To cover the population residing in households in these countries, we extracted data from DHS for 2003 in Burkina Faso (EDSBF-III) [11] and Ghana (GDHS) [12], for 2004 in Cameroon (EDSC-III) [13], for 2005 in Guinea (EDSG-III) [14] , for 2006 in Mali (EDSM-IV) [15], and for 2007 in Liberia (LDHS) [16]. Methods used in these demographic and health surveys have been described in detail elsewhere [13], [14]. Briefly, the surveys used a two-stage cluster sampling technique. The first stage involved selecting sample points (clusters); 400 clusters in Burkina Faso (300 in urban and 100 in rural areas), 412 in Ghana (240 in urban and 172 in rural areas), 297 in Guinea (209 in urban and 88 in rural areas), 408 in Mali (265 in urban and 143 in rural areas), 297 in Liberia (117 in urban and180 in rural areas), and 466 in Cameroon (224 in urban and 242 in rural areas). The global position system (GPS) was used to identify and record the geographic coordinates of each of the DHS clusters.

The second stage used by each DHS included in this study involved the systematic sampling of households from the selected clusters. Adult men (aged 15–59 years) and women (aged 15–49 years) in the selected households were eligible for the survey. In all DHS surveys included in this study, HIV testing was performed using blood samples. The DHS reported that participation in HIV testing was voluntary, and before collecting the samples, each selected participant was asked to provide informed consent to the testing. Further details of the performed HIV test have been described elsewhere [12], [13]. In summary, HIV testing was conducted in a laboratory by following a standard testing algorithm that uses two HIV enzyme immunosorbent assays based on different antigens. Discordant samples that were positive on the first test were retested with the same enzyme immunosorbent assays. A confirmatory HIV Western blot kit was used for all samples that were still discrepant.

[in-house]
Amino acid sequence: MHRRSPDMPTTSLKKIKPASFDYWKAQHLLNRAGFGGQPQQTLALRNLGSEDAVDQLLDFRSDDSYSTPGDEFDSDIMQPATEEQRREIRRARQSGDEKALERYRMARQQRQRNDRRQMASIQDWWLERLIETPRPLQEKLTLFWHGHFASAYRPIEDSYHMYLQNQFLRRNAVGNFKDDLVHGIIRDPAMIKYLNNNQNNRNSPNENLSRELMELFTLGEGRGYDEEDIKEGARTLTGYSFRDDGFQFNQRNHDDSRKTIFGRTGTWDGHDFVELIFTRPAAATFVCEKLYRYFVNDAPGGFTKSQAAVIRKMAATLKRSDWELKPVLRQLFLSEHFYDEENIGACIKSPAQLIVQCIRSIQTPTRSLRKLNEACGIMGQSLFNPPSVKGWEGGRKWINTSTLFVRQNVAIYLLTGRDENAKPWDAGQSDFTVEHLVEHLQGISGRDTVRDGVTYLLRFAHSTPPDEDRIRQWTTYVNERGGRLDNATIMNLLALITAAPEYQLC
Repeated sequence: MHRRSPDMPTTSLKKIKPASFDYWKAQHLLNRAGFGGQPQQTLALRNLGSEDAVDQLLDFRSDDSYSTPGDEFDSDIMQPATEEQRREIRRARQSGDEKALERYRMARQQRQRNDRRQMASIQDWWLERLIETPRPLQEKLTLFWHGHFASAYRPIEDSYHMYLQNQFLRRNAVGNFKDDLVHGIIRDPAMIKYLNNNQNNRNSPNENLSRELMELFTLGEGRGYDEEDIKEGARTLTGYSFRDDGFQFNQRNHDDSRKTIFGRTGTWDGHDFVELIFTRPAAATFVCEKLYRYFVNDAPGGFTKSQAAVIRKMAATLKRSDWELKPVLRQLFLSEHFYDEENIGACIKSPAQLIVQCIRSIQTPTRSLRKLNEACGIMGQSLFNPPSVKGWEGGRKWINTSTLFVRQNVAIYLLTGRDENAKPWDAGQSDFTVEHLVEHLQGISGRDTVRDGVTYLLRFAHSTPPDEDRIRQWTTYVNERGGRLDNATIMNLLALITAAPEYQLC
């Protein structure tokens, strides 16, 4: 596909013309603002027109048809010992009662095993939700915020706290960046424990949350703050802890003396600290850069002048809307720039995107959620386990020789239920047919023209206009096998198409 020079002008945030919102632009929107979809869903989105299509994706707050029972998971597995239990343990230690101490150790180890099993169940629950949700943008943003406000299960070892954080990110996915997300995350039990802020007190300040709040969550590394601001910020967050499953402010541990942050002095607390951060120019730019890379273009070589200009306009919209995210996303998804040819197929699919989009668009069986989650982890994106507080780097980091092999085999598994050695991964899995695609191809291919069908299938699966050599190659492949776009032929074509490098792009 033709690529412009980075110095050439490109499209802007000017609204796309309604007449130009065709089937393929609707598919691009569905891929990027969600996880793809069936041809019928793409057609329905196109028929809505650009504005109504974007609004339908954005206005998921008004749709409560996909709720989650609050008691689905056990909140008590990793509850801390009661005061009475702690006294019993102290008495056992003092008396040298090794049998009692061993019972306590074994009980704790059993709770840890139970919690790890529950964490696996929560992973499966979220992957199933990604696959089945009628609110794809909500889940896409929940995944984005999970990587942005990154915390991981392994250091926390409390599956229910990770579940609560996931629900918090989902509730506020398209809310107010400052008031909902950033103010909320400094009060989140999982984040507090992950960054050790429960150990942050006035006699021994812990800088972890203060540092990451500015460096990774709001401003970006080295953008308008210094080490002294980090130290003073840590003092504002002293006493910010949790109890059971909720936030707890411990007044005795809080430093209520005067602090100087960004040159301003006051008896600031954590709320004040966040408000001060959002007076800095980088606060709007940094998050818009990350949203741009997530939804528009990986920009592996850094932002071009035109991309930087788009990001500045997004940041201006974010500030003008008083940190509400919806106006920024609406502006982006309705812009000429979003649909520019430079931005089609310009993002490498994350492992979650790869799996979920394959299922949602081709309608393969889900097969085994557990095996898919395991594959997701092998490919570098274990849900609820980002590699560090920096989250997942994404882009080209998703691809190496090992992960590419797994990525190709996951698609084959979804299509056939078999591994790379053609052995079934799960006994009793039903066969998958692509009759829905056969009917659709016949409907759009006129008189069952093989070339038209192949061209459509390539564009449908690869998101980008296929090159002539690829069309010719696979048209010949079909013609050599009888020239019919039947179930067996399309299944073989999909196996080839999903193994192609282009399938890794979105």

We used the HIV serostatus reported by the DHS for each individual as the dichotomous response outcome and restricted the analysis to only sexually active people. After combining all DHS surveys and excluding missing data, the final sample population for data analysis consisted of 41 064 individuals: 18 296 men and 22 768 women for West sub-Saharan Africa, and 10 088 individuals: 4986 men and 5102 women for Cameroon.